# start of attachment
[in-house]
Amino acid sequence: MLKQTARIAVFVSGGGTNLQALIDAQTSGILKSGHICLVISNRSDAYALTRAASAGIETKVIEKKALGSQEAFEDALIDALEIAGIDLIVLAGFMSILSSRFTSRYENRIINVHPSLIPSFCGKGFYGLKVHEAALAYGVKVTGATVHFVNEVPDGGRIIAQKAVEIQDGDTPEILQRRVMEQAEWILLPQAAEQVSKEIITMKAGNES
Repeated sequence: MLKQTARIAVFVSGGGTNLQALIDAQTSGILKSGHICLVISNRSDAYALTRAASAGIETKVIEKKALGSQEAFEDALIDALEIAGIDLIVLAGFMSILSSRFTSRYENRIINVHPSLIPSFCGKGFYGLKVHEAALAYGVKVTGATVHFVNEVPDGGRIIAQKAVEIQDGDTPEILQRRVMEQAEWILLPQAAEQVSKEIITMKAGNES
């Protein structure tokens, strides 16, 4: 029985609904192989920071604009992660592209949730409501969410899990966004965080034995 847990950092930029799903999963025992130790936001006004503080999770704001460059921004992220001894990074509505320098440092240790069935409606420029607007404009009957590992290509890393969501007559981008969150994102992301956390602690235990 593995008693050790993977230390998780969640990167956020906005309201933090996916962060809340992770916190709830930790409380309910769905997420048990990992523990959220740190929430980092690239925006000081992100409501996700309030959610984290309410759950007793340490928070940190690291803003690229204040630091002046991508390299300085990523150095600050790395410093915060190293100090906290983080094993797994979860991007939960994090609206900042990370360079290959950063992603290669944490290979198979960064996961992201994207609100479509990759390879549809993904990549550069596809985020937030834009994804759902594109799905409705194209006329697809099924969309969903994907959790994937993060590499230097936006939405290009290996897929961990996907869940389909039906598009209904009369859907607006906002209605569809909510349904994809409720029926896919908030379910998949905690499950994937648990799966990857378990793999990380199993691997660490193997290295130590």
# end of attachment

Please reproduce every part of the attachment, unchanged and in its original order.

[in-house]
Amino acid sequence: MLKQTARIAVFVSGGGTNLQALIDAQTSGILKSGHICLVISNRSDAYALTRAASAGIETKVIEKKALGSQEAFEDALIDALEIAGIDLIVLAGFMSILSSRFTSRYENRIINVHPSLIPSFCGKGFYGLKVHEAALAYGVKVTGATVHFVNEVPDGGRIIAQKAVEIQDGDTPEILQRRVMEQAEWILLPQAAEQVSKEIITMKAGNES
Repeated sequence: MLKQTARIAVFVSGGGTNLQALIDAQTSGILKSGHICLVISNRSDAYALTRAASAGIETKVIEKKALGSQEAFEDALIDALEIAGIDLIVLAGFMSILSSRFTSRYENRIINVHPSLIPSFCGKGFYGLKVHEAALAYGVKVTGATVHFVNEVPDGGRIIAQKAVEIQDGDTPEILQRRVMEQAEWILLPQAAEQVSKEIITMKAGNES
């Protein structure tokens, strides 16, 4: 029985609904192989920071604009992660592209949730409501969410899990966004965080034995 847990950092930029799903999963025992130790936001006004503080999770704001460059921004992220001894990074509505320098440092240790069935409606420029607007404009009957590992290509890393969501007559981008969150994102992301956390602690235990 593995008693050790993977230390998780969640990167956020906005309201933090996916962060809340992770916190709830930790409380309910769905997420048990990992523990959220740190929430980092690239925006000081992100409501996700309030959610984290309410759950007793340490928070940190690291803003690229204040630091002046991508390299300085990523150095600050790395410093915060190293100090906290983080094993797994979860991007939960994090609206900042990370360079290959950063992603290669944490290979198979960064996961992201994207609100479509990759390879549809993904990549550069596809985020937030834009994804759902594109799905409705194209006329697809099924969309969903994907959790994937993060590499230097936006939405290009290996897929961990996907869940389909039906598009209904009369859907607006906002209605569809909510349904994809409720029926896919908030379910998949905690499950994937648990799966990857378990793999990380199993691997660490193997290295130590």